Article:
Britain’s government is trying to stop the country from indirectly giving Greece any more cash as it says that the latest bailout agreement is a “non-starter.”
According to UK Treasury sources, as cited by the Guardian, Chancellor George Osborne is in the process of trying to block the European Union from drawing out more cash from a certain emergency fund, which contains British money, the European Financial Stabilisation Mechanism (EFSM).
“Our eurozone colleagues have received the message loud and clear that it would not be acceptable for this issue of British support for eurozone bailouts to be revisited. The idea that British taxpayers’ money is going to be on the line in this latest Greek deal is a non-starter,” said a government source to the Guardian.
On Monday July 13, Greece finally reached a deal with its creditors. However, the bailout deal was a massive climb-down on what the government wanted, and even more austere than previous bailout agreements the country has signed up to.
Greece must make cuts to its pension industry, liberalise some protected sectors of the economy, and conduct a review into its labour market, among other reforms. It even has to raise around €50 billion (£35.5 billion, $US54.9 billion) by hawking off valuable assets, as stipulated by creditors, to help re-fuel its battered banking system.
It will also be used to pay back an extra loan Greece secured in this latest round of bailout talks:
Valuable Greek assets will be transferred to an independent fund that will monetise the assets through privatisations and other means. The monetisation of the assets will be one source to make the scheduled repayment of the new loan of ESM and generate over the life of the new loan a targeted total of EUR 50bn.
The ESM is the European Stabilisation Mechanism has a lending capacity of €500 billion (£355 billion, $US550 billion) and is used as an emergency back stop for countries in need of cash. The UK does not contribute to this fund.
However, Britain does indirectly contribute to some countries’ bailouts through the separate emergency fund called the European Financial Stabilisation Mechanism (EFSM). The Guardian’s report suggests that the British government is worried that Greece will start needing more cash from the EFSM fund.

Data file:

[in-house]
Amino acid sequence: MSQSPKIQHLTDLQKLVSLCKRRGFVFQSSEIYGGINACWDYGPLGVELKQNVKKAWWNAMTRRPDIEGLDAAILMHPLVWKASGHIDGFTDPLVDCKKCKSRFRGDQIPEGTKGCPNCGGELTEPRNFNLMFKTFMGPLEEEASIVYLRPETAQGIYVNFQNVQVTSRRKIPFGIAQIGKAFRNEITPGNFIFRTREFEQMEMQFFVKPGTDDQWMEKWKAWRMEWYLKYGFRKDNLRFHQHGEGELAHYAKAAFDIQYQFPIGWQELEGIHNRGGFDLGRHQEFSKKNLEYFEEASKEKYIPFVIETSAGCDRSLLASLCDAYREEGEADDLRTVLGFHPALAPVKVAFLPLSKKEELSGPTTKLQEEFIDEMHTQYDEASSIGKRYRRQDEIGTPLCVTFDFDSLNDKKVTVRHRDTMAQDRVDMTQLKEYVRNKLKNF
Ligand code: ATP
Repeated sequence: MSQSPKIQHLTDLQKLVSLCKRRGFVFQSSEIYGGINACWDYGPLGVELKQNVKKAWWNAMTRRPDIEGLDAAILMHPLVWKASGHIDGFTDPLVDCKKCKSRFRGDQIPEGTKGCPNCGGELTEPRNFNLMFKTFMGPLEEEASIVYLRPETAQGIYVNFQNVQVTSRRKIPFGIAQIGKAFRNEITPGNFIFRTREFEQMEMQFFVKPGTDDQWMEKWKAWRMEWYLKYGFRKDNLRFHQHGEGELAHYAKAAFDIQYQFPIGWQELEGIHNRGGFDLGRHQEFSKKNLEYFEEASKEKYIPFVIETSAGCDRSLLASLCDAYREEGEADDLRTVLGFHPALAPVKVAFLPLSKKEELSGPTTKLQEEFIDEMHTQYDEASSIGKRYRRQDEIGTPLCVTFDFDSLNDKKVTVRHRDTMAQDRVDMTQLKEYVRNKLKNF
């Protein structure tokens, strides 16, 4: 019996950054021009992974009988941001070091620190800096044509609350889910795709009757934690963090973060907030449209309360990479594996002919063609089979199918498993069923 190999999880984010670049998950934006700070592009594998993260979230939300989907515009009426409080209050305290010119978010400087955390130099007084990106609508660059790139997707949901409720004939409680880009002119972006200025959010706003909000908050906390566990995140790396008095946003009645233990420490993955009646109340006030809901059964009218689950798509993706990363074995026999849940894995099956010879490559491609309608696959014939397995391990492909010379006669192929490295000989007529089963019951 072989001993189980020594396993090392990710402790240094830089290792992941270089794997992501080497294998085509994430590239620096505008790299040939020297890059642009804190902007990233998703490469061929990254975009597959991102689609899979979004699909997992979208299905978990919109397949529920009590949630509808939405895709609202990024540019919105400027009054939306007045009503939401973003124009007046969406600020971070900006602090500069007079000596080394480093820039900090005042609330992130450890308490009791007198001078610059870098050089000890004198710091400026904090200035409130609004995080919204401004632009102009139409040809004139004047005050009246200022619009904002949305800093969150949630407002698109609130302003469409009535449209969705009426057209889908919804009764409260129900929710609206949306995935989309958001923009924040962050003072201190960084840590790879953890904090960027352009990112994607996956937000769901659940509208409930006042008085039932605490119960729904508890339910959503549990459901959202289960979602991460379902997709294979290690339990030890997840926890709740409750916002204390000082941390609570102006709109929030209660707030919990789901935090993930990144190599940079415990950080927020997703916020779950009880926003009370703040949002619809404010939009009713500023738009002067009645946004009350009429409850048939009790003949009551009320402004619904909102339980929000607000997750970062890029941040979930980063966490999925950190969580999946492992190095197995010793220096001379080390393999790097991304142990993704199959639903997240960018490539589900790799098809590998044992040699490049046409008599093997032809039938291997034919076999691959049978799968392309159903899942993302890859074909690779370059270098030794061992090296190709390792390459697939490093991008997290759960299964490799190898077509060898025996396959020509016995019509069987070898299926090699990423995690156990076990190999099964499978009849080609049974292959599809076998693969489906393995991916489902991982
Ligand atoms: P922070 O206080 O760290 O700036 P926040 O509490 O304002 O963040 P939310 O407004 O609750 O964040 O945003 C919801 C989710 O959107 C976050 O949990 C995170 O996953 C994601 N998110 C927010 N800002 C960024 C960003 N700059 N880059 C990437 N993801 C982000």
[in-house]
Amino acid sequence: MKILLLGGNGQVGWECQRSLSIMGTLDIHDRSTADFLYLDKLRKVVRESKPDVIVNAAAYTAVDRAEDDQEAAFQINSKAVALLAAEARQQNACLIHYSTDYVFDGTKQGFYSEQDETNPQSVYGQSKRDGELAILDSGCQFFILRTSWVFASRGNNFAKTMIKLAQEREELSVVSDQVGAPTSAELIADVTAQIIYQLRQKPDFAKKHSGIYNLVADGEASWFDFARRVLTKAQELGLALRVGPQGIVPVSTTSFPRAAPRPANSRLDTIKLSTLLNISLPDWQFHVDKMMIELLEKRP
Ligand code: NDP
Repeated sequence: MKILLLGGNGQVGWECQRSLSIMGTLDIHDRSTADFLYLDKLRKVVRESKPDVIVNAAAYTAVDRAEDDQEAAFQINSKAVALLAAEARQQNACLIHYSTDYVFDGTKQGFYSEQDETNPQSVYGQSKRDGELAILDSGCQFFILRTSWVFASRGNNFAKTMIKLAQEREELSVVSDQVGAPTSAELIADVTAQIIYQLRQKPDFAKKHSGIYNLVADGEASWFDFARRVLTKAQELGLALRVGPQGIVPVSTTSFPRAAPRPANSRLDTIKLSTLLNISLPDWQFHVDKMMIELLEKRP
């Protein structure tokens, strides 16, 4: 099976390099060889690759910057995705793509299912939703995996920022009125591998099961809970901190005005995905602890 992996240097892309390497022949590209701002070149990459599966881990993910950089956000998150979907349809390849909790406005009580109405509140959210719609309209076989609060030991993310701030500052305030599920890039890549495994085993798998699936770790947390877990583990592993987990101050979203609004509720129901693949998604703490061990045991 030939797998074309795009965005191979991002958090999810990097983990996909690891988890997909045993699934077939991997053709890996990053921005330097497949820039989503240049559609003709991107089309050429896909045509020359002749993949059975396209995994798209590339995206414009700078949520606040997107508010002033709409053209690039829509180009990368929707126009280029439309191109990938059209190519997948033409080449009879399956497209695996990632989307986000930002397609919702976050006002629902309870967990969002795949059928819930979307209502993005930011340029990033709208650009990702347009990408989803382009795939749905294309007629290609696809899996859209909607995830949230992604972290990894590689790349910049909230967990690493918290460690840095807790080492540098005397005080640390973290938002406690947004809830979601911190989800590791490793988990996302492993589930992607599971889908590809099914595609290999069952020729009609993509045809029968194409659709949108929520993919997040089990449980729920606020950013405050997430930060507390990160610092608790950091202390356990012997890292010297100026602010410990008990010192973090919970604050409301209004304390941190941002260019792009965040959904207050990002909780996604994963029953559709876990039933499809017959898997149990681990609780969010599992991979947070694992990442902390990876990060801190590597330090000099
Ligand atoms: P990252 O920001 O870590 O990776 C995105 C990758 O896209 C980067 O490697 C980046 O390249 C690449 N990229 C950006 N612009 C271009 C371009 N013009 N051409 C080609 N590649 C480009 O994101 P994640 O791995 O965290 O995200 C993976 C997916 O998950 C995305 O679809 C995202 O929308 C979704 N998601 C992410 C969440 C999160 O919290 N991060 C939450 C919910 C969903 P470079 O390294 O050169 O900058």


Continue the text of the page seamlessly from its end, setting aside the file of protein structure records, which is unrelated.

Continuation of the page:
The deal was particularly austere and strict this time round because Greece defaulted on a €1.6 billion (£1.1 billion, $US1.8 billion) payment on June 30, which ravaged its credibility and credit ratings, and stalled talks. Greece is currently in the worst financial position since it started the bailout process in 2010 when it asked for €240 billion (£171 billion, $US265 billion) in emergency cash.
“As you know, following the Greek request for a new ESM programme, we had two sessions of the Eurogroup over the weekend with the objective to decide whether to give the official green light, mandate to the institutions to start formally the negotiations on a new ESM programme. we had very intense discussions,” said Jeroen Dijsselbloem, head of the Eurogroup and the Dutch finance minister.
“And hopefully at the end of the week we will have another conference call, formally to give the mandate to the institutions. And they will enter into a process to decide an MOU, which is the basis, and the financing arrangements which are the basis, for a new ESM programme.
“Of course, this is a completely different situation to what we were talking about before; the old talks were broken off and the referendum was called. Then we were talking about a short-term extension of the second programme. Now we are talking about designing a completely new programme for three years.”
However, in 2010, Britain’s Prime Minister David Cameron got the EU to agree that the emergency fund, the EFSM, would no longer be used to fuel massive bailouts for the 28 members of the EU.
A government spokesperson told the Guardian: “Leaders from across the EU agreed in 2010 that the EFSM would not be used again for those in the euro area and that remains the prime minister’s view. We have not received a proposal and one is not on the table.”
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